Real Estate stocks are heating up this winter. The homebuilder ETF (XHB) has increased by nearly 60% this year and dividend rates on REITs have been driven far below 5%, so value investors are now looking for opportunities in adjacent sectors. Timber REITs and agricultural companies with hidden real estate values have already been analyzed in a recent post. Another potential opportunity lies in web and business software companies that support real estate businesses.
Recent public offerings for real estate web companies like HomeAway (AWAY) have fared much better than more headline hogging consumer facing IPO failures like Facebook (FB) and Zynga (ZNGA). The acquisition of the publicly traded Loopnet (LOOP) by CoStar Group (CSGP) for $860 million, a deal that closed earlier this year, also demonstrates that there is significant institutional demand and therefore sustainable value creation in this sector. Since that acquisition in April, CoStar stock has appreciated more than 22%.
An even more spectacular run this year has been the outsized performance of Ellie Mae (ELLI) which has gone from $6 in late January to just about $27 per share this week. This portfolio popper has attracted fans. On October 12, 2012, Brian Schwartz, a Managing Director and Senior Analyst at Oppenheimer & Co. Inc. who covers the SaaS/applications software space, pounded the table for Ellie Mae in an interview with the Wall Street Transcript:
TWST: You have "outperform" ratings on several of your stocks, but which two or three would you point out as best bets for investors at the moment?
Mr. Schwartz: Our top small-cap idea right now is Ellie Mae. We think this business has just a dearth of growth impediments. Right now, they have the recession-resistant ASPs, and we just see lots and lots of greenfield opportunities to grow their business very fast with strong installed, based growth as well as ongoing share gains. And what this means is they have very good visibility into their model and are likely set up to deliver steady ongoing upward revisions to estimates above consensus expectations. We also are a believer in housing recovery, and we think Ellie Mae is really the best software play on housing recovery. So that is one of our top ideas in the small-cap world.
The newly minted IPOs in the web based real estate space are looking to emulate the return multiple that investors got from ELLI this year. The previously mentioned HomeAway is a high growth "rental by owner" business that competes with Silicon Valley darling AirBnB. HomeAway has $300 million in current run rate annual sales, and the company has been rolling up many local and international based web businesses operating in the home rental space. Since its IPO in June of 2011, the Austin, Texas based HomeAway has grown to nearly $2 billion in equity capitalization which must have the venture capitalists in the AirBnB balance sheet licking their thin bloodless lips.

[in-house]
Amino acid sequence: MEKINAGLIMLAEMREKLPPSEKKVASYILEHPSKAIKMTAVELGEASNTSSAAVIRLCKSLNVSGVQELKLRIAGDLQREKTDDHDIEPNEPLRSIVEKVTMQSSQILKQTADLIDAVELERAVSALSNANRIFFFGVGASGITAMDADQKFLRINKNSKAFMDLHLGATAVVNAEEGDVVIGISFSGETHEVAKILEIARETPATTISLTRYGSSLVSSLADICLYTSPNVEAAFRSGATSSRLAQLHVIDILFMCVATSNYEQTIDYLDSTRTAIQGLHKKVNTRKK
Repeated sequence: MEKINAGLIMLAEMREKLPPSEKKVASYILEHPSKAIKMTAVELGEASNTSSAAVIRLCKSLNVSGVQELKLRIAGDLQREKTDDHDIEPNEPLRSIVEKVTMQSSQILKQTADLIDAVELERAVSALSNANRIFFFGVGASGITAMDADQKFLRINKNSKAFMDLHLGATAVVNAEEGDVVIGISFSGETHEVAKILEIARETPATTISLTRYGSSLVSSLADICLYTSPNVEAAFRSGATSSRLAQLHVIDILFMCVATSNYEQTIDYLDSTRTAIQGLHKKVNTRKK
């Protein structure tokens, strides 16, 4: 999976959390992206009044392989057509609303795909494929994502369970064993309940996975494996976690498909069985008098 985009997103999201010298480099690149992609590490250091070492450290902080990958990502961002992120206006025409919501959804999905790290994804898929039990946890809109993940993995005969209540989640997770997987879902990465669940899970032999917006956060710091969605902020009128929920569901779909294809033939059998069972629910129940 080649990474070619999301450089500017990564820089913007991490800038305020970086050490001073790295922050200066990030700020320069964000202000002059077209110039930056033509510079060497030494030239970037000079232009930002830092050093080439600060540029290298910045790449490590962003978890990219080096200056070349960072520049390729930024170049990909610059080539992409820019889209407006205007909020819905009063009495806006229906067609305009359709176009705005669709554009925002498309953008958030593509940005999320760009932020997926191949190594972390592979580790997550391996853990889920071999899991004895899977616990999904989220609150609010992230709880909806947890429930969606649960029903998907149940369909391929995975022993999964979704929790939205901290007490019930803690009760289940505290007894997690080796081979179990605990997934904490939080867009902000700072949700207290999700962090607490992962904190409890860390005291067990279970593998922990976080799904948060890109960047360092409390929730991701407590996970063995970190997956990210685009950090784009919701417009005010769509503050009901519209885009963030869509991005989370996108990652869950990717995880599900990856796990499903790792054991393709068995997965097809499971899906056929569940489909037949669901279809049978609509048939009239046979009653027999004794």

Zilliow (Z) and Trulia (TRLA) are two residential real estate information companies that have recently become publicly traded, Trulia in September of 2012 and its direct competitor Zillow more than a year earlier on July 20, 2011. Both stocks showed an initial surge above their IPO prices but have since come down to earth although Zillow is still above its $20 per share IPO price, while Trulia is right around its $17 per share initial price. As the chart below demonstrates, Zillow roughly doubles Trulia's fully diluted enterprise value. Neither company has been shy about using their new public paper money to make multiple acquisitions. Both are operating around breakeven on a EBITDA basis although Trulia is booking a small net income loss so far this year. Both have roughly similar and massive 75+% revenue growth rates.
Two small cap real estate web companies round out this field, Move.com (MOVE) and ZipRealty (ZIPR). Move.com was a 1999 spin off from Cendant that was sold to Homestore.com but then managed to survive the dot com wash out of 2000 and has grown its business to about $200 million in annual revenues with about $6 million in operating income. The stock is far from cheap at 50 times earnings, especially since top line growth has been missing the last year or so even as the real estate market has revived.
ZipRealty is a interesting potential turnaround story. In a 2009 interview, former CEO Pat Lashinsky highlighted the company's novel lower cost real estate brokerage through web services concept: "First of all, when consumers buy a home with us they get a 20% rebate back of our commission; we do that because we're able to provide for better value than others." Unfortunately, this innovative real estate brokerage and software services website ran afoul of the State of California labor department and was forced to pay $5 million to settle a potential violation of minimum state wage laws. Now that the California labor rights bureaucrats have been pacified the company may have an opportunity for positive developments.
ZIPR has a $75 million equity cap with $20 million in net cash on the balance sheet and about $76 million in run rate revenues, which actually makes it bigger on the top line than Trulia. There is a competitor, private equity darling Redfin, which recently raised $14.8 million in a series "E" round of preferred stock at the end of October in 2011. The multiple rounds of private equity into Redfin, a Seattle, Washington based company, would seem indicate an imminent IPO or attempted exit at an extreme valuation. This in turn may spark some interest in the ZIPR, especially if management can put past mishaps behind and resurrect growth.